Brooklyn-based photographer Ji Yeo creates Somewhere on the Path, I See You, a project in which the photographer captures two different types of women: one with extreme self-regulation and distorted notions of beauty that suffer from eating disorders, and the other women are aspiring actresses and models living in Hollywood, California, who are interested in the process of being represented because they carry dreams of fame.
By carefully selecting various body and personality types ,Yeo creates a sample of photos (and people) that further examine larger societal issues regarding ideas of beauty, self-definition, and self-respect.
By forcing viewers to confront images of women who by definition had been judged continuously by themselves, it brought focus to the viewers natural impulse to judge. In doing so it implicates them in the complex relationship we have with making aesthetic judgments.
George Chamoun, a Swedish jewelry design student at the Konstfack University of the Arts, creates Iconatomy, a project that critically looks at celebrities, fashion icons, political, religious, and other personalities that influenced the confines of beauty today. The artist perfectly arranges the new and the old fragments of celebrity faces, so that upon a quick glance, viewers might think they are looking at just one subject. Each compilation features two faces representing the past and the present of glamour and fame.
Chamoun’s collection of mash-ups are striking in that we barely find differences between these timeless icons. I think this makes up for a strange, but obvious conclusion: we still look for perfect, youthful faces… standards of beauty have remained the same throughout all of these years. In fact, it has stayed so much the same that celebrities now resemble the ones before their time.
Apart from making this statement, I think we can’t deny that there is also an eagerness to resemble times in which beauty was a bit more natural than what it is today. Celebrities, stylist, hair dresser, etc have the urgency to emulate classic beauty. However, they are trying so hard that they all back on unnatural ways to make that happen.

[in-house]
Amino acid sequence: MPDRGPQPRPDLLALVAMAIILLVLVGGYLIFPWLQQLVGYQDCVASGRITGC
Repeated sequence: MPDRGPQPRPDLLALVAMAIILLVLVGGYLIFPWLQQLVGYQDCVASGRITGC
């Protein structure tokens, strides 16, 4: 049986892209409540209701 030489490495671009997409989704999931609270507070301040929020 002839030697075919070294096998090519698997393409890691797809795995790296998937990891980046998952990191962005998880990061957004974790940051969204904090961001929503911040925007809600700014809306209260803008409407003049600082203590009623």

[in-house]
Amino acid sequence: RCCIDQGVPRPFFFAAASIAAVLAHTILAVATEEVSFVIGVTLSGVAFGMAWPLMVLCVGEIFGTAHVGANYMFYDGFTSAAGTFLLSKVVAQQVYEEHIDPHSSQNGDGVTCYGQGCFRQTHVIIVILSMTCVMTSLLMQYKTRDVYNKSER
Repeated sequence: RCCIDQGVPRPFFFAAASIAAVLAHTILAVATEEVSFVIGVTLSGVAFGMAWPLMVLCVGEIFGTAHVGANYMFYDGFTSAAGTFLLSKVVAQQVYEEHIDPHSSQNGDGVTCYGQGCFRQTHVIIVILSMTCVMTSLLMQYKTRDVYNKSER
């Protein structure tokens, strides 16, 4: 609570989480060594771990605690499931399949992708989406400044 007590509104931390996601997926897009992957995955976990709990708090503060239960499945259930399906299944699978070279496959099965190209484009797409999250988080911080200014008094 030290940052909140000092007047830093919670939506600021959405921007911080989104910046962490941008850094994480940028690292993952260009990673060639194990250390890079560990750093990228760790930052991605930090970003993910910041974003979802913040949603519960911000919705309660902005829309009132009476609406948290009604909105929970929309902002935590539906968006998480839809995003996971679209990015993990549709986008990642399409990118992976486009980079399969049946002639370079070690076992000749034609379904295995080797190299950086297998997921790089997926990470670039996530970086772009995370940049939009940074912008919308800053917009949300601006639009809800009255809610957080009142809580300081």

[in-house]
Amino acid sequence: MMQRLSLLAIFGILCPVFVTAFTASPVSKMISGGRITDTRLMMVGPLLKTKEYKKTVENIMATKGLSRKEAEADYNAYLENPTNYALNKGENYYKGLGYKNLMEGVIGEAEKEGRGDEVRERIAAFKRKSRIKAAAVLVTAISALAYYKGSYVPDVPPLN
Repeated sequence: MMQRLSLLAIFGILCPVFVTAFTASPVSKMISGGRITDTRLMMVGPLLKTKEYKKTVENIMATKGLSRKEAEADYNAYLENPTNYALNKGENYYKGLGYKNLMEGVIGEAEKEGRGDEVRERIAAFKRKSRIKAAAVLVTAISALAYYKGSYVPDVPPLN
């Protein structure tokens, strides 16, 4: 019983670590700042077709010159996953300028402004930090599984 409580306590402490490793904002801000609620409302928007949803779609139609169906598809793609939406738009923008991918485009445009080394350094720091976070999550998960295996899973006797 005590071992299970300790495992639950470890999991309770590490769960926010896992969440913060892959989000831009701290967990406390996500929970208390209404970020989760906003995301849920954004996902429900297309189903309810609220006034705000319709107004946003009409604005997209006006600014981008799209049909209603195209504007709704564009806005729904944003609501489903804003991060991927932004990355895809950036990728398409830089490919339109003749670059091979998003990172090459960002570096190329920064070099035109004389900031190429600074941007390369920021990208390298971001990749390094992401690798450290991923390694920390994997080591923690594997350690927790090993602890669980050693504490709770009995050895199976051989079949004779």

Similarly, Marc Ghali, Canada-based photographer, also works within this framework.
Women have had the opportunity to rise against the perfection of the ad model. For instance, Jes from The Militant Baker goes against the grain by reinventing the black and white, over-perfected couple shots seen in Abercrombie and Fitch’s stores by posing, as a plus size model, with the regular Abercrombie male model. Many ad campaigns [Dove, Hanes, etc] have also done the same thing countless of times by producing content that celebrates the fact that beauty comes in every shape and size. These ads, however, almost never feature men, but only women.
So what happens with men? Do they not go through the same? Are they not as affected by the distorted ideals of beauty as much as women are?
In this photo series, Jenny Francis and The Daily tabloid newspaper, The Sun [England] teamed up to show how real men compare to the popular underwear ads that showcase the chiseled abs and faked tanned male models.
Four average looking men, stood alongside David Beckham, Cristiano Ronaldo, Freddie Ljungberg, and David Gandy to show off what a real life man would look like wearing the same exact underwear and standing in the same exact poses. The photos are quite funny, but they are also quite empowering as the provocative poses and the polarity of bodies shown in the comparisons further examine the different male body types out there, from short and thin, to tall and bulky. Just like women, many men are confronted with the issue of body ideals that are often impossible to achieve. (Via My Modern Met)